The Village ‘Grocery Store’
The thing I once despised is now at the center of nearly all my dreams: Grocery stores. I used to loathe grocery shopping and would make a detailed list before entering the supermarket so I could quickly grab what I needed and get out of there. I’m not sure why I hated grocery shopping so much, maybe it was how quickly I could rack up a bill or the number of overwhelming choices, but I just never cared for the task. Now that grocery stores are a thing of my past, they are all I can dream about. Funny how that works! I now awake on many mornings remembering my nighttime fantasies of perusing aisle after aisle.
In my village, there aren’t many options to peruse, but because there are options I’m luckier than some. Many villages don’t have a market at all, so people have to travel to neighboring towns or wait for weekly roving markets called “lumos.” Sibanor, however, has the luxury of a “big” daily market and several small shops called “bitiks.”
Every day, about 35 women and girls sell produce from their gardens in the center of the market. Forget coupons! Everybody sells exactly the same thing for exactly the same price. Where you choose to buy your goods is all about who you know.
Vegetable selections in my village market are roughly as follows:
Onions and hot peppers are plenty for nearly the entire year. Eggplants, cucumbers and bitter tomatoes (all of which I’ve had to force myself to like) are in season from about June to October. Irish potatoes and a few carrots also are available in that time. Cassava is in season during October and November. Tomatoes and cabbage are around from January to March. Lettuce is also available for a very exciting 3-week period in March.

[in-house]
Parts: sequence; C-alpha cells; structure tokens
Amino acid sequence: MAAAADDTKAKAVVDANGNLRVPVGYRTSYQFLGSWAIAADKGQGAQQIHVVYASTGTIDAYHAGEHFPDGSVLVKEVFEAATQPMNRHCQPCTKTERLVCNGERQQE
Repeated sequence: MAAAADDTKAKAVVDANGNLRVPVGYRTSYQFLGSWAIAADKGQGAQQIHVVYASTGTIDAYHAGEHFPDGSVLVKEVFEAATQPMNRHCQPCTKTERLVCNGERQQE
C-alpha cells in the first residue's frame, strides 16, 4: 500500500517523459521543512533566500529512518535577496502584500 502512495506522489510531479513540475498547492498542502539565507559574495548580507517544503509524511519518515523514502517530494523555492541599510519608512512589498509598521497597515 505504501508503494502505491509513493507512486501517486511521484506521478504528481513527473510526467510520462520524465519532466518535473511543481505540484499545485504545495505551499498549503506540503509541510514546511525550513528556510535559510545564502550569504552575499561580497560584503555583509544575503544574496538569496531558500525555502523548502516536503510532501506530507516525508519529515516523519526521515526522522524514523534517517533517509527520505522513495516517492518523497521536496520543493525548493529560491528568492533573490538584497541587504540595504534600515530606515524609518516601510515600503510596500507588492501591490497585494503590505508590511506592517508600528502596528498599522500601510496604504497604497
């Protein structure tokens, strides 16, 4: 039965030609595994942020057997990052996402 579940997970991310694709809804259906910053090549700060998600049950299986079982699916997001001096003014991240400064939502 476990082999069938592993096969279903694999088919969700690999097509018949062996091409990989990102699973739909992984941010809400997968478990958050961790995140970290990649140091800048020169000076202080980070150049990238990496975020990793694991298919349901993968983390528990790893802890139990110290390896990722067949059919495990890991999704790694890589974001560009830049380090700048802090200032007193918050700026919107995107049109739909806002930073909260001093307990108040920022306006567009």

Other than mangos from June to August and watermelon from October to December, fruits aren’t available in village.
While the produce situation is certainly grim, my village has more than most.
If you wake up early, you can even buy fresh fish at the market! Since there aren’t many fishermen but there are many people, finding good fish is a problem. My market usually only has small, bony “chalo,”but sometimes we can find better varieties in neighboring villages. It’s not uncommon for a family of 10 to share one or two small fish because of the availability and cost.
Around the market are several shops where you can buy things like rice, oil, sugar, flour, salt, garlic, tea and coffee, powdered milk, canned beef, spaghetti, tomato paste, peanut butter, matches, bread and eggs. Finding the ingredients in stock is pretty reliable except for a couple (grueling) months last year when the entire country suffered an egg shortage.
Bitiks are also in random spots throughout the village. Because I live in a bigger community, there are quite a few shops compared to some of my friends’ villages where there isn’t even one.
Bitiks can be a magic place full of unexpected treasures. Abdou, the owner of the bitik near my compound, has incredible things in stock if you know what to ask for. Unfortunately, I often don’t know what to ask for but if I fumble long enough in local language he eventually motions for me to just go behind the counter and look for what I want. On top of all the basics, I’ve found clear packing tape, super glue, bicycle seats, padlocks, incense, lotion, light bulbs and … wait for it: cold water and sodas.
Next time you are complaining about the long line at the grocery store, be happy you have a grocery store!